It is now clear after ten months on the job that the members of Gang of Five majority on the Wake County Board of Education either didn't understand how difficult it would be to develop a new student assignment plan for the largest school system in North Carolina or really didn't care as long as they dismantled the current one.
The dismantling was not easy. It came despite widespread outrage and protests from parents, students and community groups who packed board meetings and demanded that the new majority fulfill its promise and listen to the parents of children whose education is at stake.
And the battle is not entirely over yet. The NAACP filed a civil rights complaint with the federal government Friday alleging intentional discrimination in the reassignment of students.
But the members of the Gang of Five have held fast and remained loyal to their ideological crusade and the wealthy right-wing interests who are bankrolling it. A series of 5-4 votes abolished the nationally recognized diversity policy and the chaotic process to replace it began in earnest.
After contradicting public statements about creating high poverty schools and input from various experts and college professors, Gang of Fiver John Tedesco seems to be settling on a rich zone poor zone scheme that will divide the county into 16 assignment areas which will vary widely in racial composition and economic makeup.
It's not yet clear how the popular magnet program will fit into Tedesco's grand design or if parents will have more have choices under his plan than the current one or less. But the more specific Tedesco gets, the more problems he creates and not just with opponents of the school board majority.
One member of the Gang of Five, Deborah Goldman, is upset that the latest scheme under consideration by a three-member assignment committee does not include a base school for every student and instead assigns students using a series of criteria that includes proximity but does not guarantee assignments.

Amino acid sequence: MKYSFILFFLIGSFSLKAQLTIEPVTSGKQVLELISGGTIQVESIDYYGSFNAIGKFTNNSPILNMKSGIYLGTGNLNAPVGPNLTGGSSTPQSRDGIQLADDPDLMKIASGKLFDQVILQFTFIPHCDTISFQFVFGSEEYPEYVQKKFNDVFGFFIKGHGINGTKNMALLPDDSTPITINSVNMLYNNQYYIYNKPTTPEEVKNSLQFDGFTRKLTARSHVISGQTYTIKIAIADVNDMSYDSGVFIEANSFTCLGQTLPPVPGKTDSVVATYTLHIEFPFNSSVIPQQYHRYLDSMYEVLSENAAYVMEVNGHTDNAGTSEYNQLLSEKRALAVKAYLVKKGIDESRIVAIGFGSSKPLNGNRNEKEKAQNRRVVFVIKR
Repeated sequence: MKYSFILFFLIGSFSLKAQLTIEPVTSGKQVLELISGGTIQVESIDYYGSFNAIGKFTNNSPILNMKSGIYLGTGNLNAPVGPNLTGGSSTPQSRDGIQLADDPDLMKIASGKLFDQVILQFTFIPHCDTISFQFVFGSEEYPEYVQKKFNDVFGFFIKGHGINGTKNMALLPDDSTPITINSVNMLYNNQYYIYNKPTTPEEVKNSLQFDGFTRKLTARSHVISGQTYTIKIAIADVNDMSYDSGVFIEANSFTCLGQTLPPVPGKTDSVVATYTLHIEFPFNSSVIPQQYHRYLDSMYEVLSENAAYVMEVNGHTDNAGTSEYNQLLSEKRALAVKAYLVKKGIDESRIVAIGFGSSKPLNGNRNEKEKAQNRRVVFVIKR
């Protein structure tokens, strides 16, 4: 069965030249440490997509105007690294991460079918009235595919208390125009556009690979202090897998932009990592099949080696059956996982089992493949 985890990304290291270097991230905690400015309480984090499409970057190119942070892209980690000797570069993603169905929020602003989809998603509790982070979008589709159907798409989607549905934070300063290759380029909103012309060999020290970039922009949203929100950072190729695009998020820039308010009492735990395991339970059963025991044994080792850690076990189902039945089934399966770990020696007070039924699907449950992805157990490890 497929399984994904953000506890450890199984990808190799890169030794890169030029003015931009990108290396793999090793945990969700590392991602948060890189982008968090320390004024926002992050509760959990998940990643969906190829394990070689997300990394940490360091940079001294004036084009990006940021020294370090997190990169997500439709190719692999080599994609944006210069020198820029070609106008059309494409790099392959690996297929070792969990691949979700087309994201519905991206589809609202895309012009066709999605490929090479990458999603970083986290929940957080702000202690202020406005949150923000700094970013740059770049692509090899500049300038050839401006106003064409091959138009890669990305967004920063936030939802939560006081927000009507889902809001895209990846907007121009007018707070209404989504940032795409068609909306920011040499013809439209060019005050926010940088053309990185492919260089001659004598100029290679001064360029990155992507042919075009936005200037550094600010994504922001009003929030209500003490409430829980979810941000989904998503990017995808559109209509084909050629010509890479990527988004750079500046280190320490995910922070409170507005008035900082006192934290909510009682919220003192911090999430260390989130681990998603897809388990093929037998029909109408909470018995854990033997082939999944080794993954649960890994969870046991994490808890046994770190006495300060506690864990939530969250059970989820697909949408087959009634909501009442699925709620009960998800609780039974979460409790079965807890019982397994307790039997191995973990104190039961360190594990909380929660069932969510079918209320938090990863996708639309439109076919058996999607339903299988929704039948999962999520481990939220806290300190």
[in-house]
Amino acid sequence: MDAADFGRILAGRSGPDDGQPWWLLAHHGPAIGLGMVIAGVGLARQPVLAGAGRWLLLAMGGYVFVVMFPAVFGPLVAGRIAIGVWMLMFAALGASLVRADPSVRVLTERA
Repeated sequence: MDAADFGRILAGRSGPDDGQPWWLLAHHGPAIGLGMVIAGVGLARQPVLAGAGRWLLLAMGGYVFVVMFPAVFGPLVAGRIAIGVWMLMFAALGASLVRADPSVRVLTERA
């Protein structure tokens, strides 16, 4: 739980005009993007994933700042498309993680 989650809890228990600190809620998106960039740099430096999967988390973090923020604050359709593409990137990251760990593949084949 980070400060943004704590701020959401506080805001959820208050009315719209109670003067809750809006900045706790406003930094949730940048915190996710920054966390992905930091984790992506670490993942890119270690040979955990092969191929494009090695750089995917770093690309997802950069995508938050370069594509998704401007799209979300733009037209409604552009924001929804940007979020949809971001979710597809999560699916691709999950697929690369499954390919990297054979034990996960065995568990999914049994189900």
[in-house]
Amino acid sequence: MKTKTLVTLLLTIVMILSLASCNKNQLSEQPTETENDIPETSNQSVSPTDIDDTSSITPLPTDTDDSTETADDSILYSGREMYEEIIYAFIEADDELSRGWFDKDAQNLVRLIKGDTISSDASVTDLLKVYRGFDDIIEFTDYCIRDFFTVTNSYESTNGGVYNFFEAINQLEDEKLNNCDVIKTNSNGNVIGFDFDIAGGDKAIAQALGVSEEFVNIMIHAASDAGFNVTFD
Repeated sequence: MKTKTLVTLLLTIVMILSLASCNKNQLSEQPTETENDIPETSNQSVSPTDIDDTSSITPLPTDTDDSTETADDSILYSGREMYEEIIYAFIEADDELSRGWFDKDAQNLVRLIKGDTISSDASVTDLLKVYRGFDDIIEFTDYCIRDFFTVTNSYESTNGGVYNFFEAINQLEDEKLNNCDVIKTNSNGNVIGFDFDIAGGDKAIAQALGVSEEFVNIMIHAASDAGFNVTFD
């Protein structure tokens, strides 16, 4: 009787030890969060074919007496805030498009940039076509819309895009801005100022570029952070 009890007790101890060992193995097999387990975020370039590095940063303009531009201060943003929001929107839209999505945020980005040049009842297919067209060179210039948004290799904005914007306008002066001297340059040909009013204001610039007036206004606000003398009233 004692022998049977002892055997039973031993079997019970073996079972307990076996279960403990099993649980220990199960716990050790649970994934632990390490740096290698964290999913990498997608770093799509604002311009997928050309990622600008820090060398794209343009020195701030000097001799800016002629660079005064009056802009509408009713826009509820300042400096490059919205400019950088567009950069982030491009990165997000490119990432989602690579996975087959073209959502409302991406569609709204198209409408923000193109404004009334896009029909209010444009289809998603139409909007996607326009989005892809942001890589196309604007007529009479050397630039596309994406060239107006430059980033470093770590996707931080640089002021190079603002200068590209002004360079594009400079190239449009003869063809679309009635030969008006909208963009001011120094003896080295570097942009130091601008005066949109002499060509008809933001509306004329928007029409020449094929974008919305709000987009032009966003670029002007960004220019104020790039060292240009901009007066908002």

That has some parents wondering how they can evaluate the plan if they can't be sure where their children will go to school.
Goldman also thinks the entire board should be part of the committee's work, not just three members. It's not clear if her discomfort could lead her to oppose the plan the committee creates, but at the very least it illustrates the problem facing the Gang of Fivers.
They are desperately scrambling to come up with an assignment plan that allows most students to attend a school close to their home, gives parents other choices if they want a specific curriculum, and avoids packing poor and minority kids into a handful of schools, thus making it more difficult for them to learn.
The good news for Tedesco and the other members of the Gang of Five is that such a plan is available if they want to look for it, a plan that allows the vast majority of students in Wake County to attend a school within a few miles of where they live unless they choose to ride a bus to a school with a specific focus or program.
It is the assignment plan currently in effect, the one passed by the old board that balances schools, resources and families' choices so that 94.5 of parents are satisfied with where their children go to school.
It's time to call off the charade and end all the talk of the confusing permutations of the 16-zone scheme.
The current plan could certainly use some tweaks and improvements, but it's still the best one for Wake County students and the community. And if the members of the Gang of Five really have the best interests of Wake County students at heart, they will find the courage to admit it.